The word periodontal means “around the tooth”. Periodontal disease attacks the gums and the bone that support the teeth. Plaque is a sticky film of food debris, bacteria, and saliva. If plaque is not removed, it turns into calculus (tartar). When plaque and calculus are not removed, they begin to destroy the gums and bone. Periodontal disease is characterised by red, swollen, and bleeding gums.
Four out of five people have periodontal disease and don’t know it! Most people are not aware of it because the disease is usually painless in the early stages.
Not only is it the number one reason for tooth loss, research suggests that there may be a link between periodontal disease and other diseases such as, stroke, bacterial pneumonia, diabetes, cardiovascular disease, and increased risk during pregnancy. Researchers are determining if inflammation and bacteria associated with periodontal disease affects these systemic diseases and conditions. Smoking also increases the risk of periodontal disease.
Good oral hygiene, a balanced diet, and regular dental visits can help reduce your risk of developing periodontal disease.
Signs and symptoms of periodontal disease:
- Bleeding gums – Gums should never bleed, even when you brush vigorously or use dental floss.
- Loose teeth – Also caused by bone loss or weakened periodontal fibers (fibers that support the tooth to the bone).
- New spacing between teeth – Caused by bone loss.
- Persistent bad breath – Caused by bacteria in the mouth.
- Pus around the teeth and gums – Sign that there is an infection present.
- Receding gums – Loss of gum around a tooth.
- Red and puffy gums – Gums should never be red or swollen.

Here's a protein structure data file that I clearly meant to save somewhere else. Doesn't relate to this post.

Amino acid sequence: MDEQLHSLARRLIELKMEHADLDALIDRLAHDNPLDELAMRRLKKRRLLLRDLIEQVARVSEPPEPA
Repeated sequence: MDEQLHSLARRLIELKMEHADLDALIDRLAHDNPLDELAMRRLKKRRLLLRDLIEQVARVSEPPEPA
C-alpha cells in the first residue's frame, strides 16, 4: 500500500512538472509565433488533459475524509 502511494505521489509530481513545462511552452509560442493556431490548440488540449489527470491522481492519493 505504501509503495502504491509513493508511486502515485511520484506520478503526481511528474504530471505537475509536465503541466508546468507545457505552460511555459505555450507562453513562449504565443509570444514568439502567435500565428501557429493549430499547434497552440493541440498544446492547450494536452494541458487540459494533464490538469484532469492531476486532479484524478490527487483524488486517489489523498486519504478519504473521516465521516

- Tenderness or Discomfort – Plaque, calculus, and bacteria irritate the gums and teeth.
What is Periodontal (Gum) Disease?
Periodontal disease (also known as periodontitis and gum disease) is a common inflammatory condition which affects the supporting and surrounding soft tissues of the tooth; also the jawbone itself when in its most advanced stages. Periodontal disease is the leading cause of tooth loss among adults in the developed world and should always be promptly treated.
Types of Periodontal Disease
Here are some of the most common types of periodontal disease:
- Chronic periodontitis – Inflammation within supporting tissues cause deep pockets and gum recession. It may appear the teeth are lengthening, but in actuality, the gums (gingiva) are receding. This is the most common form of periodontal disease and is characterized by progressive loss of attachment, interspersed with periods of rapid progression.
- Aggressive periodontitis – This form of gum disease occurs in an otherwise clinically healthy individual. It is characterized by rapid loss of gum attachment, chronic bone destruction and familial aggregation.
- Periodontitis caused by systemic disease – This form of gum disease often begins at an early age. Medical condition such as respiratory disease, diabetes and heart disease are common cofactors.
Treatment for Periodontal Disease
There are many nonsurgical and surgical treatments your dentist or periodontist may choose to perform, depending upon the exact condition of the teeth, gums and jawbone. A complete periodontal exam of the mouth will be done before any treatment is performed or recommended.
Ask your dentist if you have questions or concerns about periodontal disease, periodontal treatment, or dental implants.